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THE GREAT WHITE FLEET
 




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"Other nations may do what you have done, but they'll have to follow you."
Teddy Roosevelt
February 22, 1909



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Auckland, New Zealand

Site-Seeing in New Zealand


Auckland NZ

August 12, 1908

Dear Papa,

It is said that the mail does not leave for two weeks and perhaps you will get my letters from Sidney before you get this, however the envelope will be something to save as a souvenir of my visit to NZ.

We arrived here last Sunday morning and were treated by all sorts of river and coast crafts.  We anchored in two columns and the Virginia was assigned to an anchorage right close to the Connecticut and near the landing.

Looking-up-Queen-Street.jpg

A card from Frank showing the view up Queen Street in Auckland.


Went ashore on Monday from 1 pm till 12:30 am and took in the sights.  The city has a population of 83,000 and seems to be a very prosperous place.  The buildings are not very high and are old fashioned in construction.  Did not see a passenger elevator during my day sight-seeing.

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The town is quite hilly and transportation is furnished by means of train (trolley) cars.  From the center of the town to certain limits you can ride for 2 cents American beyond it costs from 4 cents up, depending on the distance.  The railways are under the ownership of the Government.  The capitol of the island being Wellington.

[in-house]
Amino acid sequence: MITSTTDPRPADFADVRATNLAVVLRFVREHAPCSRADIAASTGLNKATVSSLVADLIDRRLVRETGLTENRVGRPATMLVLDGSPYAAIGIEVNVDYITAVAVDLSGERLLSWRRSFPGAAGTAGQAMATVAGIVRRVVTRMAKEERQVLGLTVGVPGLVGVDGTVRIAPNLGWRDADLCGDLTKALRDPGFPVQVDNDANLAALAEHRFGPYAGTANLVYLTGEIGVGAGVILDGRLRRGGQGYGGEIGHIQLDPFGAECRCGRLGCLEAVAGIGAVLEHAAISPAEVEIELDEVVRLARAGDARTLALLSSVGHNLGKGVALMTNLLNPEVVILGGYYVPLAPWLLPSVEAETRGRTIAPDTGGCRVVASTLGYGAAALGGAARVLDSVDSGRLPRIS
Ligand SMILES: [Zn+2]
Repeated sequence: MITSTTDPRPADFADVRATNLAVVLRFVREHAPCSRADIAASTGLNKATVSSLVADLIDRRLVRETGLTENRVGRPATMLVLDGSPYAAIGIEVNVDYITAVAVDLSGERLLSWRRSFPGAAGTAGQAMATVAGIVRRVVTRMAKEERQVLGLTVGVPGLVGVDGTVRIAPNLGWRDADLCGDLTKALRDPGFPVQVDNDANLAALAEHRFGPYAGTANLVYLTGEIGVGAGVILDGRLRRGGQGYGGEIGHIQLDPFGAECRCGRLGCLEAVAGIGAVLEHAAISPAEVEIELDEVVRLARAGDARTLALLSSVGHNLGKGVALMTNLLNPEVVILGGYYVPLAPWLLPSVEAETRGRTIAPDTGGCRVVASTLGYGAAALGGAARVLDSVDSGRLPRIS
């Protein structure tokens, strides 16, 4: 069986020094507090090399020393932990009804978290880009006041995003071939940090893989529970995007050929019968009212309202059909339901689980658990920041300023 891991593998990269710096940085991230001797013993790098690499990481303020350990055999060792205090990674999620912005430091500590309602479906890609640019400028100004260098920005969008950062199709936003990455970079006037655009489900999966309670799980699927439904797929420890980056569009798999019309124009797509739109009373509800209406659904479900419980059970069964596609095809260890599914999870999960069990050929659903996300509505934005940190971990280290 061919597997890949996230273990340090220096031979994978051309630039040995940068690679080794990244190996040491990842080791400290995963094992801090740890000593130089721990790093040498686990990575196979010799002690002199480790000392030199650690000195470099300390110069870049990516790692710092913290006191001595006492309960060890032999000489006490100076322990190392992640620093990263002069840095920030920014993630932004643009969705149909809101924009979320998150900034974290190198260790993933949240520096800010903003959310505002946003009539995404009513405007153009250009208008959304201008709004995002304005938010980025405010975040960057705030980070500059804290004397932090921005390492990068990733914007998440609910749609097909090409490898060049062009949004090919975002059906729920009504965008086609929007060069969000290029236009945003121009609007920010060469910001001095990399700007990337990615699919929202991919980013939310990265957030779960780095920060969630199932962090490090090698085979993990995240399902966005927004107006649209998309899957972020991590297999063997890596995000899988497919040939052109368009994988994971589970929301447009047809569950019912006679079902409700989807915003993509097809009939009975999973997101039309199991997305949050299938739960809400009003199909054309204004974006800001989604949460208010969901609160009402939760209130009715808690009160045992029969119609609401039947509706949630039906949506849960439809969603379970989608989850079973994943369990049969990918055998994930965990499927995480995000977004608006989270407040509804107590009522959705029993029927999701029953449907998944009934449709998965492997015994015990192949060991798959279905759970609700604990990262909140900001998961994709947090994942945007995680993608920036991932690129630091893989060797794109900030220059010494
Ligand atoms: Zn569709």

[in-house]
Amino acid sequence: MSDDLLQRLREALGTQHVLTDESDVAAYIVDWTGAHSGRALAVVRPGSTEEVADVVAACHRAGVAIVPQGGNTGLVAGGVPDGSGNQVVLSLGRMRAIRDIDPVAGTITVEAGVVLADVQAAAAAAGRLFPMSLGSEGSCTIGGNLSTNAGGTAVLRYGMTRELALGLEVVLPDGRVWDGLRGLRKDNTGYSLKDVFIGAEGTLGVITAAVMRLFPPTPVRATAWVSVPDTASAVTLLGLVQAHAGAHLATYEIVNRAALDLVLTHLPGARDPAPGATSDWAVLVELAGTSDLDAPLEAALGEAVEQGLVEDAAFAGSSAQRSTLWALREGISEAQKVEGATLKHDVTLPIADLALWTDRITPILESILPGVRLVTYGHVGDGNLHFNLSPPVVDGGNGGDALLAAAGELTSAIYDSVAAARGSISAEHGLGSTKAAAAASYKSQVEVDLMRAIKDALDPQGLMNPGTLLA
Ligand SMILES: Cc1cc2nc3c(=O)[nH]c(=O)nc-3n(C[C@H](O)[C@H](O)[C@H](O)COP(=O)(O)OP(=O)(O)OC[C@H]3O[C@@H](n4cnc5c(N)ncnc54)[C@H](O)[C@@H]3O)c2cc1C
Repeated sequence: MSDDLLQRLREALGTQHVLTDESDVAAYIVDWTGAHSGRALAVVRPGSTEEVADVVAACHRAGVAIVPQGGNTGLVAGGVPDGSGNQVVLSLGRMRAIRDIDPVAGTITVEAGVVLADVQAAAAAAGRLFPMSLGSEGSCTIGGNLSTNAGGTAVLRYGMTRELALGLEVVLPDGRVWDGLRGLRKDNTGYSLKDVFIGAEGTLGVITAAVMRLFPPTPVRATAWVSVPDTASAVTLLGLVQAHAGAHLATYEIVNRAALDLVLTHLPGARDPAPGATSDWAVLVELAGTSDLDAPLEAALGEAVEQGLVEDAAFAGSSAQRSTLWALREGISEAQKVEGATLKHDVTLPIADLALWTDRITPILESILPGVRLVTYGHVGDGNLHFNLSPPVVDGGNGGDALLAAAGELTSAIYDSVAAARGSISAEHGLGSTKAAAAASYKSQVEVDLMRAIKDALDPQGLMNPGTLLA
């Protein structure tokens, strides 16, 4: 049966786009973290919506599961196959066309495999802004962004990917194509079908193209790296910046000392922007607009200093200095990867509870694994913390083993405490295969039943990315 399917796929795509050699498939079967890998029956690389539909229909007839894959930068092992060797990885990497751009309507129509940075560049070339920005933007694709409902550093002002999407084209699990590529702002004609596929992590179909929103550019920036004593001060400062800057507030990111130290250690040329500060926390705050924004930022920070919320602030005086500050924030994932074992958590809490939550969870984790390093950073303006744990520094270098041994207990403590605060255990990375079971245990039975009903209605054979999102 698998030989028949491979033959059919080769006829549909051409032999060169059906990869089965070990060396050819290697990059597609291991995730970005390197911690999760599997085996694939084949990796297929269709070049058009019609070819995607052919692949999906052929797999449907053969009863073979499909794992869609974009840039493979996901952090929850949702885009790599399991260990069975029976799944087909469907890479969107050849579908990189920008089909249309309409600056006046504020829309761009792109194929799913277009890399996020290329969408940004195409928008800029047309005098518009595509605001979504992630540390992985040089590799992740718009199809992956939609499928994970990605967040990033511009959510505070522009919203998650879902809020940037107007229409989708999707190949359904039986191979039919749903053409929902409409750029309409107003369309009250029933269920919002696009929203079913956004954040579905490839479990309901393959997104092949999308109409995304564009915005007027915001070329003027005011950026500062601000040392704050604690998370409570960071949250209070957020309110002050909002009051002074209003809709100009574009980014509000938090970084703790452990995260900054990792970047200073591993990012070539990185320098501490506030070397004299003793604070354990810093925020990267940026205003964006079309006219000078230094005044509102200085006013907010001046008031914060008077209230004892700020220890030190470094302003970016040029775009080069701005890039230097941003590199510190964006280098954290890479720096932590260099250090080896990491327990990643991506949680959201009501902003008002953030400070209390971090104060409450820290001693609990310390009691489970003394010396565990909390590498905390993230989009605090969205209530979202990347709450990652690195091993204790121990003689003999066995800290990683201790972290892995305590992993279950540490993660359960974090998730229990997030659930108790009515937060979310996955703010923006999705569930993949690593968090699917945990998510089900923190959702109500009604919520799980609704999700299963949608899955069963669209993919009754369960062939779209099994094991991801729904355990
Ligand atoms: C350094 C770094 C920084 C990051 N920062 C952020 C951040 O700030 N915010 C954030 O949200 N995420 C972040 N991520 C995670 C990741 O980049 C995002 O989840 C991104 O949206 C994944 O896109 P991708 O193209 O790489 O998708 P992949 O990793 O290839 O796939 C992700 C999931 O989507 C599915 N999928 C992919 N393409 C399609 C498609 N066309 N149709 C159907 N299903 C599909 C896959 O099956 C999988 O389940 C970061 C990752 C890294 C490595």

Visited the museum where the relics of the native inhabitants (Maoirs) are for exhibit and saw very interesting things, among them a war canoe 70 feet long and 7 feet beam holding 100 men and cut out by means of fire and stone axes.  Saw where the Govern lives while in Auckland.  Also an old iron mill one of the old land marks, by means of which the sailors of olden days used to steer their course into the harbor.

At this point the island is only 9 miles wide and a canal through would save a days journey to Sidney.


Walking through the streets one can see many of the native inhabitants who have come in from their reservations in order to see the sights.  The men and married women have their chins tattooed which fact makes them quite ugly looking.  The people down here dress very old fashioned compared to our mode of dressing and talk in the genuine English style.  Mrs. Prathers would feel quite as if she were back in England again.

Restaurants are called tea and lunch rooms and, meals are not served in a very beautiful manner but are inexpensive.  A fair dinner being procurable for 2cs/6D about 36 cents our money.  You are not given any check but pay when you go out.  Fruit is bought and sold by the pound.

The visit of the American Fleet

(selected pages below)

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Most all of the illuminating is done by means of gas even the Fleet decorations on the streets and building is done by this method.  Pictures of Roosevelt and King Edward are seen everywhere.  The American and English flags being entwined around or between them.

It costs a Chinaman or Jap $500.00 an examination both mental & physical to get into the country.  This is the way they protect themselves from the Yellow-Peril.  They seem very hospitable and come out to the ships in large numbers.  Newspaper men and photographers from Sidney & Melbourne are very busy taking pictures for their city newspapers.

I sent you under separate cover a fleet edition of one of the papers which I hope will reach you in time.  The sun rises at about 7:00 am and sets at 5:05 pm at the present date.  Temp at 1 am 46 degrees at 12 pm 57 degrees.

Will encloses several stamps which you can keep or give to some boy or girl saving them.  Will write again from Sidney.  Love to Mother,

Affectionately, Frank

Will be at sea between Auckland and Sidney on birthday."


Additional Cards, letters, and items from the Frank Lesher Collection

 

 


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